Monday, 14 November 2016

How important is a Physiotherapist to a long distance runner? Interview with Jeroen Deen.


In January of 2015 alone, there was one common interesting fact about almost all the international athletes who performed brilliantly at the start of the year: Zane Robertson who ran 59.47 in half marathon to become the third fastest non African of all time, Arne Gabius who set the German national record and a WL in the 5000m, all the top five women and top four men at the Dubai Marathon, among others, were all clients of one physiotherapist before heading for these races; Jeroen Deen.
Deen has been shifting his working bases since 2006 between Kenya and Ethiopia, working with the best athletes from these regions and also with foreigners who travel here to train. In this interview with him last year, I had sought to know why his services were so important to these athletes. Here is how it all went.


What does it mean to be a Physiotherapist?
Jeroen: To be a Physiotherapist makes you a service provider (in treatment, rehabilitation and specific training) in the medical field of prevention and curation of physical ailments, which keep someone from participation in society, in work, or in a hobby. For 90% of my clients, the athletes, all three are indicated. Injuries for professional athletes are their enemy, but also a perfect learning moment to improve on the athletes' professionalism!

How important is a physiotherapist to an elite athlete?
Jeroen: He/she is an important part of the whole team around an athlete, the athlete in the middle, with family, friends, colleague athletes, manager, coach, all assistant coaches and training camp staff around them. A physio is usually the first person to notify non-well being, as (he is) the person physically and mentally the closest to an athlete. In the line of the physio is another step to the specialized doctor to team up temporarily, when needed.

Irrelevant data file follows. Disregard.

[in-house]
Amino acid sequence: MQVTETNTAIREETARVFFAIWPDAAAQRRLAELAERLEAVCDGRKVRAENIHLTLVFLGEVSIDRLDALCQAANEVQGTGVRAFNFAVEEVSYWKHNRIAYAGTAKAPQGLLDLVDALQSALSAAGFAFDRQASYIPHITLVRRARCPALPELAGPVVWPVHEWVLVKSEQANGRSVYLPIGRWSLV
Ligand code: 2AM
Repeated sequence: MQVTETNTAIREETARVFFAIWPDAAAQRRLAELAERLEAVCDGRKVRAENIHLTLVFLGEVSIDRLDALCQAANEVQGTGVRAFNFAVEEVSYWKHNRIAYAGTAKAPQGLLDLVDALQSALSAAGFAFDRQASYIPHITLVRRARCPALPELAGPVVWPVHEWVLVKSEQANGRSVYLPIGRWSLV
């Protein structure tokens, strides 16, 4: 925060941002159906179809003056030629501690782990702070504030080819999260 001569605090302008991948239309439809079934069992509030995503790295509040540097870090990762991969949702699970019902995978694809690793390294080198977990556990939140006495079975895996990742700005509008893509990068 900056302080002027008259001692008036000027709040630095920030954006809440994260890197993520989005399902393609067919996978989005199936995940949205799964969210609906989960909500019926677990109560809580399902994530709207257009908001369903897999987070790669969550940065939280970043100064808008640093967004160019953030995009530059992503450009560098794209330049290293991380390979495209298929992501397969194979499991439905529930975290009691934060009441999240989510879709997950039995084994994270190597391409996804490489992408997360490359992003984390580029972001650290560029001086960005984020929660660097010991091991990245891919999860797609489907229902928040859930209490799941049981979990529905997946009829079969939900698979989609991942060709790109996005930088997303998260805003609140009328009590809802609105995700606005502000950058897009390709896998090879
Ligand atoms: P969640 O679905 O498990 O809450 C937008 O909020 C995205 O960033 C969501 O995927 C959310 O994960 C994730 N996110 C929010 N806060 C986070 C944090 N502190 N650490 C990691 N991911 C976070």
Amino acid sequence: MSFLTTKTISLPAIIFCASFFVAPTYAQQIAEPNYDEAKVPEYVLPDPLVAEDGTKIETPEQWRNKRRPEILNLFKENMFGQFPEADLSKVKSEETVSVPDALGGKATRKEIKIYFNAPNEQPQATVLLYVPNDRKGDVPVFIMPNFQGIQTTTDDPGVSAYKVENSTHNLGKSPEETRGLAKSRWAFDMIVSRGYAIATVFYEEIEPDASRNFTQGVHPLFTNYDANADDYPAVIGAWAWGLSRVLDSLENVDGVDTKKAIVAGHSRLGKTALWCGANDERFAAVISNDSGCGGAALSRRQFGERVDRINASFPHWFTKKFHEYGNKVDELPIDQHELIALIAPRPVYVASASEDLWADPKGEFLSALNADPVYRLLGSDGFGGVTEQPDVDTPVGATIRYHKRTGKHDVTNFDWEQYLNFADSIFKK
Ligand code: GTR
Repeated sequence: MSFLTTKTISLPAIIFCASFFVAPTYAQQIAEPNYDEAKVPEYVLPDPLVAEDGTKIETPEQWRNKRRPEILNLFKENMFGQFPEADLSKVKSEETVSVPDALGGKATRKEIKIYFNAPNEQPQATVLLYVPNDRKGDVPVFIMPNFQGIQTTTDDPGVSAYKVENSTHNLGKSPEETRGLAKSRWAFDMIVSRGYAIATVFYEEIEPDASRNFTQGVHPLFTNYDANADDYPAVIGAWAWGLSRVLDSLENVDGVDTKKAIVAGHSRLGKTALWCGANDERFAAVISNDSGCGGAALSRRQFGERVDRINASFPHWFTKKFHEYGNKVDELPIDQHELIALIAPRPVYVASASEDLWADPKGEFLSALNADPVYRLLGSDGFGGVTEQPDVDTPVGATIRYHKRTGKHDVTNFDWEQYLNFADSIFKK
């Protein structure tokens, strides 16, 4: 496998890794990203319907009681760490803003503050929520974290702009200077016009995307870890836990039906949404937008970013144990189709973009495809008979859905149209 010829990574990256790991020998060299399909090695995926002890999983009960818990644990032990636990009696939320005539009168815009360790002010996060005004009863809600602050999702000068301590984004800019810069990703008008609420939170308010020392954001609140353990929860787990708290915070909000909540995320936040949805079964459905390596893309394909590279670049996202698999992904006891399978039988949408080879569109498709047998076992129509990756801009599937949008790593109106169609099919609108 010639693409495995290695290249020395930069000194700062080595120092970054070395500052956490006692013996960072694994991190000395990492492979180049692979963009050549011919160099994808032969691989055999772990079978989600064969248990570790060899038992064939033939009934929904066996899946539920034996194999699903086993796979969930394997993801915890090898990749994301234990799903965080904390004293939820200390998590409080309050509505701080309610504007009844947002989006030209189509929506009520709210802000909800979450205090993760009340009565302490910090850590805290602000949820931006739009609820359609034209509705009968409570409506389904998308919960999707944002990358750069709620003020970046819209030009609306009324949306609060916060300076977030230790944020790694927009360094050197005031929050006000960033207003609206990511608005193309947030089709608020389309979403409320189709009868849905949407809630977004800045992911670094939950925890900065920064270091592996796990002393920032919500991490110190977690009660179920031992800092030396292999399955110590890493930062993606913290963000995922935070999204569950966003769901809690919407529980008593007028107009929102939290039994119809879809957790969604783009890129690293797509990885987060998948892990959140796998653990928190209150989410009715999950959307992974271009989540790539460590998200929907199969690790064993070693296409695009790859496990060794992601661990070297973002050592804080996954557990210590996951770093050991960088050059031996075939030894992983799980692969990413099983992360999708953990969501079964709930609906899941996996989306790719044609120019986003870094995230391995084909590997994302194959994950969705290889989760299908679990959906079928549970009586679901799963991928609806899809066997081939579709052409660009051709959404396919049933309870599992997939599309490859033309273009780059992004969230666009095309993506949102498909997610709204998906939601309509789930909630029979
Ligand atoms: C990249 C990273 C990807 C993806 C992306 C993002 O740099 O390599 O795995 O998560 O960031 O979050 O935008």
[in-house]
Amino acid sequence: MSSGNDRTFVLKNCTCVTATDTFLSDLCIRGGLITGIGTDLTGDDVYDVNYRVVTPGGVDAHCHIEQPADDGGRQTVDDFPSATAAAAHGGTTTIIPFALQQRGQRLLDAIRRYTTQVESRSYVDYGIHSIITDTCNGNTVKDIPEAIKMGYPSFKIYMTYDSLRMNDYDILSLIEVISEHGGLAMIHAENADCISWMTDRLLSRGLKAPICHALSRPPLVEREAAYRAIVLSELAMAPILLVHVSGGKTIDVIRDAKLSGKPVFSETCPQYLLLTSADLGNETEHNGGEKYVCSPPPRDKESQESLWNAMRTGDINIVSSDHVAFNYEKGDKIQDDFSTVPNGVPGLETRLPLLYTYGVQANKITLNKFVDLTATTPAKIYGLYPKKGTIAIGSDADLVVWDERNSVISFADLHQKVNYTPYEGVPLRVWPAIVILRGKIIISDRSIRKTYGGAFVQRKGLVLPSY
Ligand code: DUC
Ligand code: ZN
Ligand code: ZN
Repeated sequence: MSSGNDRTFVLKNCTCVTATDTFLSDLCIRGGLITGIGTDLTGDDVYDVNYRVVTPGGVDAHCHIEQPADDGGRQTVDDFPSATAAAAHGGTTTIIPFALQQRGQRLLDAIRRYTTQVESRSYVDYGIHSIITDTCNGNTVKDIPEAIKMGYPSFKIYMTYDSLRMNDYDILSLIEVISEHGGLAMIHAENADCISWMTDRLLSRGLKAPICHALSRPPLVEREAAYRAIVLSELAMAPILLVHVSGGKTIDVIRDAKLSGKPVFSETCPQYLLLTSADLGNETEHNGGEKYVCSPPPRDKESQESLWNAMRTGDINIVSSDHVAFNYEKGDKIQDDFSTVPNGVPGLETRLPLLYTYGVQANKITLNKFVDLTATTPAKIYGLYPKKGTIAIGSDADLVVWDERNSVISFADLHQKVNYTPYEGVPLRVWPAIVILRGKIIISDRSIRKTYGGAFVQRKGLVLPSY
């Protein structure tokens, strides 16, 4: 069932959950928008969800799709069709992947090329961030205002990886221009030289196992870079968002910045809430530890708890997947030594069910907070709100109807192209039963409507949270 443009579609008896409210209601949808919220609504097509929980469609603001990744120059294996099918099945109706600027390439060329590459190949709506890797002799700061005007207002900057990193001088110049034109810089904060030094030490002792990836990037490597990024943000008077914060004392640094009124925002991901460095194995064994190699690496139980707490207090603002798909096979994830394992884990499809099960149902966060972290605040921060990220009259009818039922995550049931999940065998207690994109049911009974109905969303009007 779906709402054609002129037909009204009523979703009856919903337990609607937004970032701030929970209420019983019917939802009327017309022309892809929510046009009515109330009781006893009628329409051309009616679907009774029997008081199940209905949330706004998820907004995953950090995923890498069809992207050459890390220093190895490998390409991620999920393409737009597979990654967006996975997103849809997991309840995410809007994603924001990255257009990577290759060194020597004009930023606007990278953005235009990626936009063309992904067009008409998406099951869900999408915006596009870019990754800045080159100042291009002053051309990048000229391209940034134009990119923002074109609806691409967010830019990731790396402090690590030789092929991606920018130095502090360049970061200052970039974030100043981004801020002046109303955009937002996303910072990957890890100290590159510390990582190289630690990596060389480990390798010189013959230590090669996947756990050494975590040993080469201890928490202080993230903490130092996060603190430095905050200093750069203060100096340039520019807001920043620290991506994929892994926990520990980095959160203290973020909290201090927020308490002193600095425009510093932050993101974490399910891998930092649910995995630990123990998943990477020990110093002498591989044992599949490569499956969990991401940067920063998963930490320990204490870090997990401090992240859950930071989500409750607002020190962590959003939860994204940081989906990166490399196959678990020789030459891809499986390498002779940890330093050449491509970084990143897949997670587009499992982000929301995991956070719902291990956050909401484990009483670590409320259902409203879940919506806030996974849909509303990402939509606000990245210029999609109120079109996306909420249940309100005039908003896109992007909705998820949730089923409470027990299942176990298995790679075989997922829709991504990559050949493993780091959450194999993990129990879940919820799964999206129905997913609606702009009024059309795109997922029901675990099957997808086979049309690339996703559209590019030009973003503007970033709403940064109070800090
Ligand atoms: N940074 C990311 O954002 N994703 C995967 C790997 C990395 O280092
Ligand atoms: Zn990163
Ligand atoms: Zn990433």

Top five athletes at the Dubai marathon were all your clients before they went to run there. Same to Zane Robertson and Arne Gabius, how does that make you feel?
Jeroen: I was just doing my job the best way possible, teaching the athletes how to take care of themselves and to never over- or under-estimate the role of a physio. But not to say that I am not very proud of the athletes who did very well. I also get overjoyed by athletes, not only when they win, but when they get themselves back together and in course to harvesting victories later! This assistance of the top 5 at the women and top 4 at the men in Dubai is only statistically interesting.
Zane Robertson came back today (4th Feb) from Japan and we had a great moment together. We went through a lot from the moment he and his brother came to Kenya in 2007, but my Physio attention is at the moment more with Jake, than with Zane, the work will be perfect if both the guys shine, but even Zane knows, this dream debut on half marathon (59.47 in Marugame, Japan) is just a beginning for much more to come! Assurance that the guys will stay with their feet on the ground comes because they went through so much hardships, maybe even more than many Kenyan athletes, because they have to become like them.
Arne Gabius, like many other running "Wazungu" (foreigners in Kenya) in love with the Kenyan running culture, its people and athletes. The "Wazungu" I am able to see, I treat them in the same way as all Kenyan athletes and my pride in them when they shine is not different from my Kenyan clients.